A state Workgroup investigating ways to simplify administrative processes around health care recommended a number of policy changes that could make life easier for patients. The Health Care Administrative Simplification Workgroup was created in the FY20-21 enacted budget and submitted its final report to the Legislature a few weeks ago.
Several of the Workgroup’s recommendations had been proposed through last year’s Patient Medical Debt Protection Act, which would have enacted significant financial protections for patients – but did not pass the state Legislature. Key recommendations from the Workgroup include:
- Standardizing the Financial Assistance Application: The Workgroup recommended that the state develop a standardized form to be used at all hospitals for financial assistance applications. New York State started auditing hospitals’ compliance with the hospital financial assistance law in 2012. Hospitals routinely fail this audit by requiring information Social Security numbers, and tax returns as part of the application. This leads to low- and moderate-income patients becoming responsible for bills that the state has already determined they cannot afford. A standard application would eliminate these hurdles.
- Regulating Facility Fees: Another piece of the Patient Medical Debt Protection Act that appears in the Workgroup recommendations is that providers inform patients about facility fees before they receive services. The Workgroup also recommends prohibiting facility fees charges for preventive care visits. Facility fees are overhead charges for hospital care, but they are increasingly charged to patients who receive services elsewhere as more and more doctors’ offices are purchased by hospitals. This recommendation could be enacted this year by passing A3470B/S2521B.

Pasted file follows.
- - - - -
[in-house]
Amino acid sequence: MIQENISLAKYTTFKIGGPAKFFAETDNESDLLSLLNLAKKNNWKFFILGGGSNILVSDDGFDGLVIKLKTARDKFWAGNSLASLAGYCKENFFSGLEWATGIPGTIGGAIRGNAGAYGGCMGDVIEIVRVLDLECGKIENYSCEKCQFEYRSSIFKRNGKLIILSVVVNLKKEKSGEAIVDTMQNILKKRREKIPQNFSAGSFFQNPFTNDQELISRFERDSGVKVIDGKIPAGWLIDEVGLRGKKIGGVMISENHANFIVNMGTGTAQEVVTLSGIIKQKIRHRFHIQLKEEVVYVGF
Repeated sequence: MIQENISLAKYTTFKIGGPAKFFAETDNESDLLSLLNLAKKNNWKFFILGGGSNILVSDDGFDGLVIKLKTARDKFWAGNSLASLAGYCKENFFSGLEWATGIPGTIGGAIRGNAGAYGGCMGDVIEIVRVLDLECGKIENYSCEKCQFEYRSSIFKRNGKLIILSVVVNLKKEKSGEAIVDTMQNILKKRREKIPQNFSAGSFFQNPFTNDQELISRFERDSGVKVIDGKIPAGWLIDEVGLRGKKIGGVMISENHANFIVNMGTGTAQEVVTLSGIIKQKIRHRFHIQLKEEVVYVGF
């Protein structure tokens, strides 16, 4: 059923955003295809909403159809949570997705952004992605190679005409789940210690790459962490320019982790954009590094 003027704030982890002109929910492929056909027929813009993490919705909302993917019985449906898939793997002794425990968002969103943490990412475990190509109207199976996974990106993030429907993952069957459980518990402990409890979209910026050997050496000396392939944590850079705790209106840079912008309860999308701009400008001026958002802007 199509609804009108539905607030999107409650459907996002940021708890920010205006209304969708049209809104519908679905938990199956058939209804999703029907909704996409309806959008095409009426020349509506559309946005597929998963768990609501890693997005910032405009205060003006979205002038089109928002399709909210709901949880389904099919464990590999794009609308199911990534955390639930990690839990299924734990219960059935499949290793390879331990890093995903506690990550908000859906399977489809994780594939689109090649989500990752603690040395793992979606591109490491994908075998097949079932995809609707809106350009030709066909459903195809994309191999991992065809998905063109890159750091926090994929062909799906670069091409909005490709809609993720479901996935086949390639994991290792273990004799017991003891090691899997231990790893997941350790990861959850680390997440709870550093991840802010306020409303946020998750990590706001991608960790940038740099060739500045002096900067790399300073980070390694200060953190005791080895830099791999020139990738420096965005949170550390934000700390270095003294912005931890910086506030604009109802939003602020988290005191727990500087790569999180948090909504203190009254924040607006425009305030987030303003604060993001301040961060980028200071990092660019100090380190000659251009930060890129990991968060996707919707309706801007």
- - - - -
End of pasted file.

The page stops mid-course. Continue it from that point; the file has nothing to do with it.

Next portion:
- Standardizing Financial Liability Forms: Another patient-friendly recommendation from the Workgroup is for providers to standardize patient financial liability forms. Patients are sometimes asked to sign these forms before appointments without adequate time to understand what they are signing. This is an unfair practice, as the forms ask patients to accept financial responsibility for the costs of care before they know what care they need or how much it costs. Patients have even been denied care for refusing to sign the forms.
Another batch of recommendations in the report would improve the prior authorization process, which is how health plans decide whether a doctor’s recommendation is medically necessary before approving payment. The Workgroup recommended that plans clearly identify which services require pre-authorization, review those services annually to decide if pre-authorization is sensible, and flag situations where patients are required to get multiple pre-authorizations for the same treatment when it is needed more than once. The Workgroup also recommends that health plans post their clinical review process in an easily accessible location on their websites so that patients and anyone helping them can understand why services are authorized or not. Patients need this information to appeal decisions that might be against medical best practices or are inappropriate for their specific health care needs.